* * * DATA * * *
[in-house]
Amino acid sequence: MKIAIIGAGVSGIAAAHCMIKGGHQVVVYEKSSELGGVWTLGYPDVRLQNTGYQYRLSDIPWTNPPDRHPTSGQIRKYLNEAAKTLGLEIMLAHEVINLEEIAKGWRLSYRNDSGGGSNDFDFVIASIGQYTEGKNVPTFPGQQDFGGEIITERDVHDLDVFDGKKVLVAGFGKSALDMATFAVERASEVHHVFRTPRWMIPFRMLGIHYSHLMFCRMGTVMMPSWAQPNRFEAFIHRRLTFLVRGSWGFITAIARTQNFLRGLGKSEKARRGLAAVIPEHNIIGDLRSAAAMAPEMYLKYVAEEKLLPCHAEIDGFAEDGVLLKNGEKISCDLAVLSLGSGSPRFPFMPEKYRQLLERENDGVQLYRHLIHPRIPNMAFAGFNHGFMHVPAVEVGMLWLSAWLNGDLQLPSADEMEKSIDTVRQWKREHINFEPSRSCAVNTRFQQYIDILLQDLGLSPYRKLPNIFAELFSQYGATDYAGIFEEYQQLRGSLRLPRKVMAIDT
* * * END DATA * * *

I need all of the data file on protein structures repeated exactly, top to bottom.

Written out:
[in-house]
Amino acid sequence: MKIAIIGAGVSGIAAAHCMIKGGHQVVVYEKSSELGGVWTLGYPDVRLQNTGYQYRLSDIPWTNPPDRHPTSGQIRKYLNEAAKTLGLEIMLAHEVINLEEIAKGWRLSYRNDSGGGSNDFDFVIASIGQYTEGKNVPTFPGQQDFGGEIITERDVHDLDVFDGKKVLVAGFGKSALDMATFAVERASEVHHVFRTPRWMIPFRMLGIHYSHLMFCRMGTVMMPSWAQPNRFEAFIHRRLTFLVRGSWGFITAIARTQNFLRGLGKSEKARRGLAAVIPEHNIIGDLRSAAAMAPEMYLKYVAEEKLLPCHAEIDGFAEDGVLLKNGEKISCDLAVLSLGSGSPRFPFMPEKYRQLLERENDGVQLYRHLIHPRIPNMAFAGFNHGFMHVPAVEVGMLWLSAWLNGDLQLPSADEMEKSIDTVRQWKREHINFEPSRSCAVNTRFQQYIDILLQDLGLSPYRKLPNIFAELFSQYGATDYAGIFEEYQQLRGSLRLPRKVMAIDT